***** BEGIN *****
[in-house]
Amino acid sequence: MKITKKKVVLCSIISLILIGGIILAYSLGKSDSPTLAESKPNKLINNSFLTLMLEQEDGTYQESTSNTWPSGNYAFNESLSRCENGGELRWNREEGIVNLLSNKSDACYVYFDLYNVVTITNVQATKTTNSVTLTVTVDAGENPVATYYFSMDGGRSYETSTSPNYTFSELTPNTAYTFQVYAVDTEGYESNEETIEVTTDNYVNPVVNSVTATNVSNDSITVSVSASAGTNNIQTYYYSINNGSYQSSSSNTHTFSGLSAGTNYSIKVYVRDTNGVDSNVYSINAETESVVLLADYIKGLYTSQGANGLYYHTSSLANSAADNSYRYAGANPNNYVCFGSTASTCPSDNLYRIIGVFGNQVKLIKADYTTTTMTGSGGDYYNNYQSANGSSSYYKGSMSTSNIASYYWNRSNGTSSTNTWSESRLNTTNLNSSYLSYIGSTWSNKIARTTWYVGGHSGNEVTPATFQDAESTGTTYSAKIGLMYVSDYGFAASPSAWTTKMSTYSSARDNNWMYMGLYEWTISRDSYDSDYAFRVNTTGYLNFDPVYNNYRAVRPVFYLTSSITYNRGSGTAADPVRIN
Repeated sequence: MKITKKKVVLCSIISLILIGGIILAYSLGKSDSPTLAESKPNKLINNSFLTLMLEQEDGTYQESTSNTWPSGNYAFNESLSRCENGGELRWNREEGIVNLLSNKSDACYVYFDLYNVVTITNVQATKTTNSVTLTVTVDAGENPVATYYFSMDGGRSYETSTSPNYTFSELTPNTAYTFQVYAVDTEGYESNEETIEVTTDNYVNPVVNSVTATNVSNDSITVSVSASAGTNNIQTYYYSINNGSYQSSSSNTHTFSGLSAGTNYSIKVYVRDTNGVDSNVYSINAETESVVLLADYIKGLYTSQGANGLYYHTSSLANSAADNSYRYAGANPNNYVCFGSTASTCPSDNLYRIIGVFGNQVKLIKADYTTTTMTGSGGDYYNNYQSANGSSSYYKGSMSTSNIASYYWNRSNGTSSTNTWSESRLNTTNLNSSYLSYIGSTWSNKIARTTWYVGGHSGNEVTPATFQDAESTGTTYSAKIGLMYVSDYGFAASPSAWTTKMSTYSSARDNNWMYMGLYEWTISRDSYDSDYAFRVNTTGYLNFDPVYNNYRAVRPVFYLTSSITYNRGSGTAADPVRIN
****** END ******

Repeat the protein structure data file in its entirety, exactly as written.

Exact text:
[in-house]
Amino acid sequence: MKITKKKVVLCSIISLILIGGIILAYSLGKSDSPTLAESKPNKLINNSFLTLMLEQEDGTYQESTSNTWPSGNYAFNESLSRCENGGELRWNREEGIVNLLSNKSDACYVYFDLYNVVTITNVQATKTTNSVTLTVTVDAGENPVATYYFSMDGGRSYETSTSPNYTFSELTPNTAYTFQVYAVDTEGYESNEETIEVTTDNYVNPVVNSVTATNVSNDSITVSVSASAGTNNIQTYYYSINNGSYQSSSSNTHTFSGLSAGTNYSIKVYVRDTNGVDSNVYSINAETESVVLLADYIKGLYTSQGANGLYYHTSSLANSAADNSYRYAGANPNNYVCFGSTASTCPSDNLYRIIGVFGNQVKLIKADYTTTTMTGSGGDYYNNYQSANGSSSYYKGSMSTSNIASYYWNRSNGTSSTNTWSESRLNTTNLNSSYLSYIGSTWSNKIARTTWYVGGHSGNEVTPATFQDAESTGTTYSAKIGLMYVSDYGFAASPSAWTTKMSTYSSARDNNWMYMGLYEWTISRDSYDSDYAFRVNTTGYLNFDPVYNNYRAVRPVFYLTSSITYNRGSGTAADPVRIN
Repeated sequence: MKITKKKVVLCSIISLILIGGIILAYSLGKSDSPTLAESKPNKLINNSFLTLMLEQEDGTYQESTSNTWPSGNYAFNESLSRCENGGELRWNREEGIVNLLSNKSDACYVYFDLYNVVTITNVQATKTTNSVTLTVTVDAGENPVATYYFSMDGGRSYETSTSPNYTFSELTPNTAYTFQVYAVDTEGYESNEETIEVTTDNYVNPVVNSVTATNVSNDSITVSVSASAGTNNIQTYYYSINNGSYQSSSSNTHTFSGLSAGTNYSIKVYVRDTNGVDSNVYSINAETESVVLLADYIKGLYTSQGANGLYYHTSSLANSAADNSYRYAGANPNNYVCFGSTASTCPSDNLYRIIGVFGNQVKLIKADYTTTTMTGSGGDYYNNYQSANGSSSYYKGSMSTSNIASYYWNRSNGTSSTNTWSESRLNTTNLNSSYLSYIGSTWSNKIARTTWYVGGHSGNEVTPATFQDAESTGTTYSAKIGLMYVSDYGFAASPSAWTTKMSTYSSARDNNWMYMGLYEWTISRDSYDSDYAFRVNTTGYLNFDPVYNNYRAVRPVFYLTSSITYNRGSGTAADPVRIN